By Andrew Kiefaber, 2020 summer intern

This has been an atypical summer, with a global pandemic looming over it. For the Forest Preserve Experience program, that created a challenge. How could crews, which typically work outside in the preserves, still get the most from their experiences?

While the pandemic forced many summer programs to shut down, the Forest Preserve Experience tried another approach. It focused on conservation work close to home.

In past summers, Forest Preserve Experience crews worked in six preserves across Cook County. This summer’s format change allowed a reimagining of what it means to be a conservationist. Crews instead got to see the value of doing conservation work in their own communities. The renewed focus at the neighborhood level actually level aligns well with the broader environmentalist movement’s efforts to address environmental disparities between different communities.

The Forest Preserve Experience program is an important internship for the young people who participate. For 61% of the 2020 crew, the internship is their first paid job. Crew members come from the Cook County Housing Authority and many live in multi-generational households and rely on public transportation to get to the Forest Preserves. Given the increased risk of COVID-19 transmission while getting to work these days, the program switched to virtual this summer. Crews met the transition to a remote work setting with creativity and determination.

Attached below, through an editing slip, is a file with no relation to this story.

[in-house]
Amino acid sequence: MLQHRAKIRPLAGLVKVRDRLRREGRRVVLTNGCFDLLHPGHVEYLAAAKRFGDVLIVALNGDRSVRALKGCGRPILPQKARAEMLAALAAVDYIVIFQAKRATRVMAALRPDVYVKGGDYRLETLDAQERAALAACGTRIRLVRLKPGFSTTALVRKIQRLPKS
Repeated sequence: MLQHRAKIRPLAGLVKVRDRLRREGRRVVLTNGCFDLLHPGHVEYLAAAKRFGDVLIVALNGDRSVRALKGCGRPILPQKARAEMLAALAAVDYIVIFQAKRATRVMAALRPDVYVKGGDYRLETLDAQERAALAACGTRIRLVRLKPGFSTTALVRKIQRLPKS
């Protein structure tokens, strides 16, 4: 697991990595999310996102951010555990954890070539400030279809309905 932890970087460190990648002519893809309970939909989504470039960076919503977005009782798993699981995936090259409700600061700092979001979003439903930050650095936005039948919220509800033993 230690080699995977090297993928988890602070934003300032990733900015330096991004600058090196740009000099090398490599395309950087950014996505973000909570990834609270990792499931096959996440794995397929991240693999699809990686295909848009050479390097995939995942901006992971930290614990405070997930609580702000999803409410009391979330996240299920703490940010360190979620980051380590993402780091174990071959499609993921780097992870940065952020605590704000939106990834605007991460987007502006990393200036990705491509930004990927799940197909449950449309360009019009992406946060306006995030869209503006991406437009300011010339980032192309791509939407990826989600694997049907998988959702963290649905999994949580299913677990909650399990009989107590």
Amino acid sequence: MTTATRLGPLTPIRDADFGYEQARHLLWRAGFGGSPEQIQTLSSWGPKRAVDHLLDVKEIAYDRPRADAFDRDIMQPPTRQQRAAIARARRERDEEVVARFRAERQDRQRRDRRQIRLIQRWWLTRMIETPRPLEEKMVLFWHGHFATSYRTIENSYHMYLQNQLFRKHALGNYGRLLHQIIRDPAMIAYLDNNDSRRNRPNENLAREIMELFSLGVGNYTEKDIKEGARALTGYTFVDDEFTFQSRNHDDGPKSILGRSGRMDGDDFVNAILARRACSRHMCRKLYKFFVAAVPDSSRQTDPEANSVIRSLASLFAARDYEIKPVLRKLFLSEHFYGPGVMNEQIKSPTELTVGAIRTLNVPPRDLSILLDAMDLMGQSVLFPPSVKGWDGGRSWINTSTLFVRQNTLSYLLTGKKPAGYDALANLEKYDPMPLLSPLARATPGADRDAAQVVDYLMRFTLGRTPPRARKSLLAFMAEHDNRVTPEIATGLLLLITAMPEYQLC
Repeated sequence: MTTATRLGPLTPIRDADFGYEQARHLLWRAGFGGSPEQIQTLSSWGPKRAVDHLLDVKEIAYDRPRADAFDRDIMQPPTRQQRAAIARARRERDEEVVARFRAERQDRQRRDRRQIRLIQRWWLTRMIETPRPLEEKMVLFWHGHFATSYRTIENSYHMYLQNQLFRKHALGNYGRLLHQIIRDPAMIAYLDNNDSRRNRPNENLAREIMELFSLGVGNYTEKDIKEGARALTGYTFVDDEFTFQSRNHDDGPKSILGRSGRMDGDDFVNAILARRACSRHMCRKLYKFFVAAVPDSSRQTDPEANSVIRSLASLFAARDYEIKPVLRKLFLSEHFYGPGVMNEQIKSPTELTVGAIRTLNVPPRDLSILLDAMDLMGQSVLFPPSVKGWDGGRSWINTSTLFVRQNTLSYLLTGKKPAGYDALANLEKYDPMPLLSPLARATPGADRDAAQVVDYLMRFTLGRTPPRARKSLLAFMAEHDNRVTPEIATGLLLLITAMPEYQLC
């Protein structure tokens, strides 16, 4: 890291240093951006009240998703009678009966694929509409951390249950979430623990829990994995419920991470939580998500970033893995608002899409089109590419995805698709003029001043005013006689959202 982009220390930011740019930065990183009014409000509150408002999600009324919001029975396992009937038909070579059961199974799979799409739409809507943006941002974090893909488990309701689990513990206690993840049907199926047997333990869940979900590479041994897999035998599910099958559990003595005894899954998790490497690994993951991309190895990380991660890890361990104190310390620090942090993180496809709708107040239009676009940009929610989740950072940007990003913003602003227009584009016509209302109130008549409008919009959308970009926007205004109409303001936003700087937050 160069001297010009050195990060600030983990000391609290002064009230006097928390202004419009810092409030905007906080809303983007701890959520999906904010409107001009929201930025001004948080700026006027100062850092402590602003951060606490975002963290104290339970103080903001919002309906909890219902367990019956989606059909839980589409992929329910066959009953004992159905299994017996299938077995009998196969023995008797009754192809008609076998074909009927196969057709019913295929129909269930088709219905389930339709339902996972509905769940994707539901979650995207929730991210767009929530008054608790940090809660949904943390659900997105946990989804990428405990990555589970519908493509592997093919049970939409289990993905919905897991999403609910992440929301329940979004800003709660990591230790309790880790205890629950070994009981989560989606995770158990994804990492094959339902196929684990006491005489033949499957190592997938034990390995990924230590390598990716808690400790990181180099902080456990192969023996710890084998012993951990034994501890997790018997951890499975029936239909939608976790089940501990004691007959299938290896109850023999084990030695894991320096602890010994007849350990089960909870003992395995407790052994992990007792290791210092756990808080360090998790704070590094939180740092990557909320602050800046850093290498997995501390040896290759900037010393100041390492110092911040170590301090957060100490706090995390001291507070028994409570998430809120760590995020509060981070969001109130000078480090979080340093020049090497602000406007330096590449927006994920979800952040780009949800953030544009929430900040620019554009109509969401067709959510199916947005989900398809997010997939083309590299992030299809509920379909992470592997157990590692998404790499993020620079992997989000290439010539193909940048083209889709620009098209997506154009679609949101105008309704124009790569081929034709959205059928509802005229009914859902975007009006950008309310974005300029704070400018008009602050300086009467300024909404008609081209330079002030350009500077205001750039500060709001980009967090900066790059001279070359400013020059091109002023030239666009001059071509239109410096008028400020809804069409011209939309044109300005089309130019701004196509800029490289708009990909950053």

Forest Preserve Experience interns provide a valuable service. Typically, they remove invasive species and litter, clean and maintain trails and natural areas while learning about ecological restoration. This year’s program included 96 crew members and 21 crew leaders.

covid fpe

A day in the Virtual Forest Preserve Experience     

Crew members started their virtual days by signing on to Zoom at 8 a.m., then spent a bit of time “building community,” by chatting and playing ice-breaker games. Building community is essential to the program’s success because remote work can be isolating and youth still need time to socialize. To make interactions more manageable, they worked in groups of 9 to 12.

Next, crew leaders presented on topics such as flower and tree identification, common birds in Chicago, how the waste disposal system works and how to grow herb gardens. Presentations ended with an assignment that crew members complete in the field.

These activities varied from nature walks and journaling to more hands-on activities such as creating a tree leaf identification board or a seed bomb.

Tkai Boyd, a 17 year old from South Holland, said his favorite activities were planting an herb garden and learning to plant trees. This is his third year with the program, and though he usually looks forward to working at Wampum Lake near Thornton, Ill., he enjoyed many aspects of remote work. Tkai liked having more control over his own activities and the variety of subjects his crew learned. “It’s not just invasive species removal,” he said.